The Syrian civil war could spill over far beyond its borders according to senior Israeli military sources, leading to fears that jihadis could “sweep through the region”.
Military analysts also believe that no end is remotely in sight to the conflict and that it could last for 15 years.
The Israelis see Jordan as the “buffer” against Syrian jihadis and if the Hashemite Kingdom is not given sufficient help to cope with the daily influx of 3-4,000 Syrian refugees, the Israeli military believes it could collapse.
According to military analysts, Syria is now the cause of a dangerous and unprecedented regional instability, having for decades been one of the main forces for stability.
The Russians — and the Iranians — are believed by the Israelis to be supplying the Syrian regime with arms “by the week”.
A source said: “It is impossible now to see how Syria will be stable again.
“Because of Russia’s involvement, this is not just a regional issue but a superpower issue.”
The Israelis’ immediate concern is the ownership of Syria’s chemical and biological weapons. There is, they believe, a “strong risk” of such weapons falling into the hands of Hezbollah.
This should concern all governments: “The key point about Hezbollah is that it does not just operate in Lebanon and Syria. It is developing in Africa, has already killed in Bulgaria and is growing its terrorist capabilities in Europe.”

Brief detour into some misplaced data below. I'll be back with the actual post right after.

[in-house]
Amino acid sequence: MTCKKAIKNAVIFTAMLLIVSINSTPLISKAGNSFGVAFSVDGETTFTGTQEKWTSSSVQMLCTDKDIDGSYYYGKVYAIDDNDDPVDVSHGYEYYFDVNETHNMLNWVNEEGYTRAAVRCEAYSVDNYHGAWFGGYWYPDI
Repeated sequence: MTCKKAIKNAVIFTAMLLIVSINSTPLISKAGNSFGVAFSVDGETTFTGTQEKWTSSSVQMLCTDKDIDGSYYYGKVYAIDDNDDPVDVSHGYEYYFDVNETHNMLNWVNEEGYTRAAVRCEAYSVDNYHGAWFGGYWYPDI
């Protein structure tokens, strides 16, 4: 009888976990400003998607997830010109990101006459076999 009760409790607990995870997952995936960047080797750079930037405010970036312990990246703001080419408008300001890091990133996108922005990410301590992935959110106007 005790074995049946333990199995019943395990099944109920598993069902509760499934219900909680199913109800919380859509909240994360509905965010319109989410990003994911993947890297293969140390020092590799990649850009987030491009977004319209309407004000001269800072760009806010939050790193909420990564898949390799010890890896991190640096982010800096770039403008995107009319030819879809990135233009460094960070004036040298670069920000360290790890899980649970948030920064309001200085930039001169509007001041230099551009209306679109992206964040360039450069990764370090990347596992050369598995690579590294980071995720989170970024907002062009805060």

In the Israeli military’s view, the twin key dangers facing Israel are an Iranian victory in Syria and its potential nuclear bomb. These are seen as being interlinked; victory in one sphere will make Iran more confident in the other.
Although the West is increasingly committing itself to backing the rebels in Syria, the Israelis are wary of handing weapons over to jihadis. But they also believe that Bashar al-Assad is “no longer the devil we know. He is now a new devil”. It is more a case of the bad versus the bad, for Israel.
The best outcome they hope for would see Syria governed by a regime that “behaves responsibly and is supported by the West, and exists without Iran and the jihadists”.
But even in the most optimistic scenarios, the Israeli military believes that the conflict in Syria could last as long the Lebanese Civil War, which began in 1975 and did not end until 1990.